When characters in movies beat against the stifling bars of suburbia, they tend to be men: Dustin Hoffman in The Graduate and Kevin Spacey in American Beauty. So when a woman rebels, it's news. And that break from the norm is what makes Little Children so enjoyably unexpected.
Director Todd Field's (In the Bedroom) adaptation of Tom Perrotta's novel is a bird of a different feather in the genre of suburban ennui. An improvement on Perrotta's superficial swipes, Fields trades the author's smug cynicism for something altogether more human.
It is not simply suburbia that sticks in married-with-child Sarah's (Kate Winslet) craw. There's the little girl to whom she can't seem to relate, the other playground mommies who perform the job of mothering with robotic efficiency, and a husband who has developed a fixation with an Internet vixen named Slutty Kay.
Sarah's glazed depression is broken by the appearance at the community playground of handsome stay-at-home dad Brad (Patrick Wilson), a blond, toned dreamboat who the other covetous mothers refer to as "the Prom King."
Like Sarah, Brad also has gone emotionally AWOL from a dissatisfying home life. While Sarah chafes against the mommy bit, Brad's bête noire is the breadwinner racket. His wife, Kathy (Jennifer Connelly), wants to put him on a more socially acceptable track than his present stay-at-home dad role. All Brad wants to do is watch the teenage skateboarders practice their moves instead of studying for the bar exam.
Despite huge differences between them, Sarah and Brad inevitably hook up. Field shows the momentary bliss of forgetting their woes in someone else's arms. But mostly the affair only serves to amplify their sadness and desperation as they momentarily escape adulthood disappointments by recapturing their former identities.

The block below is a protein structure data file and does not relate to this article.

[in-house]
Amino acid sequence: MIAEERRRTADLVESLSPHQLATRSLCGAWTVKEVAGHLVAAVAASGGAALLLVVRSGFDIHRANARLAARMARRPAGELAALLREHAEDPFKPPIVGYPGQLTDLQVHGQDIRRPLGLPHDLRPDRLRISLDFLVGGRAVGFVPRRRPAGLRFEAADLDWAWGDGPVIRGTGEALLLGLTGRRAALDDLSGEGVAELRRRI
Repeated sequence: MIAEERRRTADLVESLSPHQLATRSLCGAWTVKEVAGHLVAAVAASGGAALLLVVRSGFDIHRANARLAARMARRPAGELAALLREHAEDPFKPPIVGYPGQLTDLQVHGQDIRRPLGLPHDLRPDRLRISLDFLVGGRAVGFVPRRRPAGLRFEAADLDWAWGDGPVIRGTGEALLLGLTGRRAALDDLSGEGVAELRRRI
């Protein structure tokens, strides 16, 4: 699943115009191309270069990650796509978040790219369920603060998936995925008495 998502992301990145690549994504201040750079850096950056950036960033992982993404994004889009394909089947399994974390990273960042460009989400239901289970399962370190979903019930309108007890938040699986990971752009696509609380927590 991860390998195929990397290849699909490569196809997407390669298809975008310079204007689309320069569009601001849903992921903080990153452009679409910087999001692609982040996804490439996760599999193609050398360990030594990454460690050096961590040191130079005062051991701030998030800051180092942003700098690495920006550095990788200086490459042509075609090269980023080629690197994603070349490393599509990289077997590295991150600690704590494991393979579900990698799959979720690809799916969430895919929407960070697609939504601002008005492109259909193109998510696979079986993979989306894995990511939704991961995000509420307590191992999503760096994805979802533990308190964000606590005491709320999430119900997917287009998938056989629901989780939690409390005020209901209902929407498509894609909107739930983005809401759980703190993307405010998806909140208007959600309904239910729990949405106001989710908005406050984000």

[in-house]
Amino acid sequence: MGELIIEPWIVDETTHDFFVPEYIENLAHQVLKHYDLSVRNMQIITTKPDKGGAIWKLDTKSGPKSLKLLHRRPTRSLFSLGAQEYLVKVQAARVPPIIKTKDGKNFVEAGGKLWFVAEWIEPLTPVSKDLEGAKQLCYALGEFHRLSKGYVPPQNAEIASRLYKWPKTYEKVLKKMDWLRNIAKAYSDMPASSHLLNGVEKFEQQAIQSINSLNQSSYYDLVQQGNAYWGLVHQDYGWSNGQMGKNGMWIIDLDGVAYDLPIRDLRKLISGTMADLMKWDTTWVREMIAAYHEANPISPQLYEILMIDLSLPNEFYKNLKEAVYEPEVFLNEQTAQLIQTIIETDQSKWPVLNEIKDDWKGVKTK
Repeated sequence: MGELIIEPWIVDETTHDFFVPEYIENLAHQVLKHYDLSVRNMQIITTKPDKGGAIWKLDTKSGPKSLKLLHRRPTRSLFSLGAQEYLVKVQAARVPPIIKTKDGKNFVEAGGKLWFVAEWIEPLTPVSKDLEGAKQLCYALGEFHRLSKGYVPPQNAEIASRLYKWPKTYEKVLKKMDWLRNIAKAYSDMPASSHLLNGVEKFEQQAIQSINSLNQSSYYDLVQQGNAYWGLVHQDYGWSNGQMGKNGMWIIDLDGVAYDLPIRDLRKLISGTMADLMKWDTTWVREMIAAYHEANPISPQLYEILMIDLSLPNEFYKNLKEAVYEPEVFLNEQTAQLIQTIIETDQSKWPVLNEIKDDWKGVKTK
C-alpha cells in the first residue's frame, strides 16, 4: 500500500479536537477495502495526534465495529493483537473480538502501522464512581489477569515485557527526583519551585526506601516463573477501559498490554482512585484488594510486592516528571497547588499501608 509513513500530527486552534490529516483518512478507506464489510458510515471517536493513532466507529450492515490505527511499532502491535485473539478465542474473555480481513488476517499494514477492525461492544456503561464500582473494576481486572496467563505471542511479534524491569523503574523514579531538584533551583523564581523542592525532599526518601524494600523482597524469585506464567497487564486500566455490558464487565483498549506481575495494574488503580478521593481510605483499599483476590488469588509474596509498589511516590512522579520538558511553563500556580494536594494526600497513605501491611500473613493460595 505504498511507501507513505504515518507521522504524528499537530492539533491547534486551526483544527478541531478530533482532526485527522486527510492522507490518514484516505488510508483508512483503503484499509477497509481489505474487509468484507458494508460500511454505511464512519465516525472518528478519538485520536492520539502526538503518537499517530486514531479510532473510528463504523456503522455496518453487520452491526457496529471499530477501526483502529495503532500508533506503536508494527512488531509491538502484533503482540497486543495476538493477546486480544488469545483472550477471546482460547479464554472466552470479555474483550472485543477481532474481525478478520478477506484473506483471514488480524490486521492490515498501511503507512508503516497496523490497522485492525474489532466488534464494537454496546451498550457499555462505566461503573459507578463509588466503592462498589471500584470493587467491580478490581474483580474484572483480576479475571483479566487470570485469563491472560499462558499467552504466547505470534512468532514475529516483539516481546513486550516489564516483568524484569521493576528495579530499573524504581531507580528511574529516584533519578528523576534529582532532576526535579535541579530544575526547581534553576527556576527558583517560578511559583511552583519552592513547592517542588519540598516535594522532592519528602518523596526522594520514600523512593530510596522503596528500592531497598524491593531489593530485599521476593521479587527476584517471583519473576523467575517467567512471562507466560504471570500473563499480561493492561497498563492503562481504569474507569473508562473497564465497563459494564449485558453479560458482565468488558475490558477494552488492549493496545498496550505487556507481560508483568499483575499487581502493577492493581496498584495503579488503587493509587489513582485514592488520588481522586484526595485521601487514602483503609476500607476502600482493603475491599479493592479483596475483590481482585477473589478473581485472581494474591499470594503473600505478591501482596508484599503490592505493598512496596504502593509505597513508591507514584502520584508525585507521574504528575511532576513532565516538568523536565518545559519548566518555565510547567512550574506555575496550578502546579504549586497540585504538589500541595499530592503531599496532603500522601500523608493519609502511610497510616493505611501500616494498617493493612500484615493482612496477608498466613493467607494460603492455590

In some ways, their actions are not so different from the people around them. Everyone has a little balm to comfort them, whether it's the women at the park who look forward to their visit from the Prom King or Brad's PBS documentarian wife, whose film about Iraq is a reminder that things could be much, much worse.
Fields injects some topical Iraq War-related content into the film to suggest the problems of the world are larger than this little slice of upper-middle-class Massachusetts. That generosity of spirit extends to Field's characters. With their pitted skin and ungainly actions, selfishness and rampant delusions, his characters tend to court us with their sadness and then shock us with their realistically human flaws.
One of the most poignant examples of human loneliness is weasely convicted sex offender Ronald James McGorvey (Breaking Away's Jackie Earle Haley) who comes back home to live in his mother's house. Frail and outcast behind his swim mask at the town swimming pool, Ronald at first invites our sympathy. He soon repels it with a grotesque selfishness evident on a dysfunctional date with an adult woman.
Sympathetic portraits of pedophiles have become rather in vogue in art-house indies determined to goose any closet middlebrows in the audience. Todd Solondz's Happiness and the Kevin Bacon vehicle The Woodsman prominently featured sad-sack child molesters. But in Fields' film, Ronald is a fully realized human being who seems trapped in the same gloomy hell as the rest of Field's characters.
The very impulses that swamped In the Bedroom, making it into a maudlin, tasteful chamber piece about one family coping with the death of a child, saves Little Children. Far from the snarky satire that made Perrotta's novel go down a little hard, Little Children is a portrait of our times that refuses to crucify its characters so we can all sleep a little easier.
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